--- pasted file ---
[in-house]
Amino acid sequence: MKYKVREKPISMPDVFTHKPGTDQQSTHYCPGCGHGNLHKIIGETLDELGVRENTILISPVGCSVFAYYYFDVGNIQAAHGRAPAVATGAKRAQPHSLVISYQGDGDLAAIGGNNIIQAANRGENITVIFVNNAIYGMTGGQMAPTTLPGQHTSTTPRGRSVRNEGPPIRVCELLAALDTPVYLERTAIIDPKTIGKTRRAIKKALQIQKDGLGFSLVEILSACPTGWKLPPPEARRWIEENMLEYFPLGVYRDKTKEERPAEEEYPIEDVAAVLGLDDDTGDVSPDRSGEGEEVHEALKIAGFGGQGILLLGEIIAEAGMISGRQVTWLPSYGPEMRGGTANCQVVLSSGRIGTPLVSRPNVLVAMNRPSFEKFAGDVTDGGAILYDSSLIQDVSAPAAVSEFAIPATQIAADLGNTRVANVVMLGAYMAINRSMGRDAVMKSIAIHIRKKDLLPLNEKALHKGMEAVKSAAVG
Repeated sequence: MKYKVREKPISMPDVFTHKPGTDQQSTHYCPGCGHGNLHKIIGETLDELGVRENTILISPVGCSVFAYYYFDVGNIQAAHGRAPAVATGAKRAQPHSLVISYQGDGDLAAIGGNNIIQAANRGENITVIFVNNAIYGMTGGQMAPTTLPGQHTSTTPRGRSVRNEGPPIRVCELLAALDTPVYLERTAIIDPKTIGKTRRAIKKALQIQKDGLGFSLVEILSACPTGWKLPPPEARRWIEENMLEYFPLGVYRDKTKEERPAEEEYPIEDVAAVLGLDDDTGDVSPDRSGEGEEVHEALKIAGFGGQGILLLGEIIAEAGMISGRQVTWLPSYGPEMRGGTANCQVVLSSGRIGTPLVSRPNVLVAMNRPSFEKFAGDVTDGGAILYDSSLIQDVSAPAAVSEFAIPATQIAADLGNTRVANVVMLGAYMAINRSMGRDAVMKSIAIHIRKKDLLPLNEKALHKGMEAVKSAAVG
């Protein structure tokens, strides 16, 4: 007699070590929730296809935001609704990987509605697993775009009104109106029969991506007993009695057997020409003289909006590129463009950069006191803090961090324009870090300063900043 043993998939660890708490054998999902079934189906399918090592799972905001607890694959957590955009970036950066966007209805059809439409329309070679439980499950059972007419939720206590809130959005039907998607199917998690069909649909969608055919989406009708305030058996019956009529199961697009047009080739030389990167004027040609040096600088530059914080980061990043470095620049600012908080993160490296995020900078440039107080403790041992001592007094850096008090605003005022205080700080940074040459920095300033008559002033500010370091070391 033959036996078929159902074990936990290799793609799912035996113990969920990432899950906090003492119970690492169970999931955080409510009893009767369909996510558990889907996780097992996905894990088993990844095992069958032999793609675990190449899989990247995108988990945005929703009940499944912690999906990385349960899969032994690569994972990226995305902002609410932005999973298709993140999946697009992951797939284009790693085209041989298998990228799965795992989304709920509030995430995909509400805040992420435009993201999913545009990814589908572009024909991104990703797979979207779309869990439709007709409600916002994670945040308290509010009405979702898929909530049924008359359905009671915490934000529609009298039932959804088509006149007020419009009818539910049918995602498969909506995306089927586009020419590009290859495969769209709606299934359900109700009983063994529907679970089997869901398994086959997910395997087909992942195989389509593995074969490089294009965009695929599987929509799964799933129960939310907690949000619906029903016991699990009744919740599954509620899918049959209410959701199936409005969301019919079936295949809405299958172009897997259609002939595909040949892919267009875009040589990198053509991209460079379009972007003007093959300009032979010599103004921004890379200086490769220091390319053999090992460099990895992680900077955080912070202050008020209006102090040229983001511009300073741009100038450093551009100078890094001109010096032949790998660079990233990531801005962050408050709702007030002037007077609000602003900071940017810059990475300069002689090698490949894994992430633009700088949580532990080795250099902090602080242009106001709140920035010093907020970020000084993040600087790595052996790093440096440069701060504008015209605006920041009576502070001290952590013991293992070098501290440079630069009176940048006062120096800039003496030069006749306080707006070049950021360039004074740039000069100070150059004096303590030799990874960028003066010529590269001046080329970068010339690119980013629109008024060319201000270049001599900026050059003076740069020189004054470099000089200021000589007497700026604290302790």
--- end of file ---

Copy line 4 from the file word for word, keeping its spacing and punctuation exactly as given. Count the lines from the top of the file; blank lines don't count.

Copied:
């Protein structure tokens, strides 16, 4: 007699070590929730296809935001609704990987509605697993775009009104109106029969991506007993009695057997020409003289909006590129463009950069006191803090961090324009870090300063900043 043993998939660890708490054998999902079934189906399918090592799972905001607890694959957590955009970036950066966007209805059809439409329309070679439980499950059972007419939720206590809130959005039907998607199917998690069909649909969608055919989406009708305030058996019956009529199961697009047009080739030389990167004027040609040096600088530059914080980061990043470095620049600012908080993160490296995020900078440039107080403790041992001592007094850096008090605003005022205080700080940074040459920095300033008559002033500010370091070391 033959036996078929159902074990936990290799793609799912035996113990969920990432899950906090003492119970690492169970999931955080409510009893009767369909996510558990889907996780097992996905894990088993990844095992069958032999793609675990190449899989990247995108988990945005929703009940499944912690999906990385349960899969032994690569994972990226995305902002609410932005999973298709993140999946697009992951797939284009790693085209041989298998990228799965795992989304709920509030995430995909509400805040992420435009993201999913545009990814589908572009024909991104990703797979979207779309869990439709007709409600916002994670945040308290509010009405979702898929909530049924008359359905009671915490934000529609009298039932959804088509006149007020419009009818539910049918995602498969909506995306089927586009020419590009290859495969769209709606299934359900109700009983063994529907679970089997869901398994086959997910395997087909992942195989389509593995074969490089294009965009695929599987929509799964799933129960939310907690949000619906029903016991699990009744919740599954509620899918049959209410959701199936409005969301019919079936295949809405299958172009897997259609002939595909040949892919267009875009040589990198053509991209460079379009972007003007093959300009032979010599103004921004890379200086490769220091390319053999090992460099990895992680900077955080912070202050008020209006102090040229983001511009300073741009100038450093551009100078890094001109010096032949790998660079990233990531801005962050408050709702007030002037007077609000602003900071940017810059990475300069002689090698490949894994992430633009700088949580532990080795250099902090602080242009106001709140920035010093907020970020000084993040600087790595052996790093440096440069701060504008015209605006920041009576502070001290952590013991293992070098501290440079630069009176940048006062120096800039003496030069006749306080707006070049950021360039004074740039000069100070150059004096303590030799990874960028003066010529590269001046080329970068010339690119980013629109008024060319201000270049001599900026050059003076740069020189004054470099000089200021000589007497700026604290302790």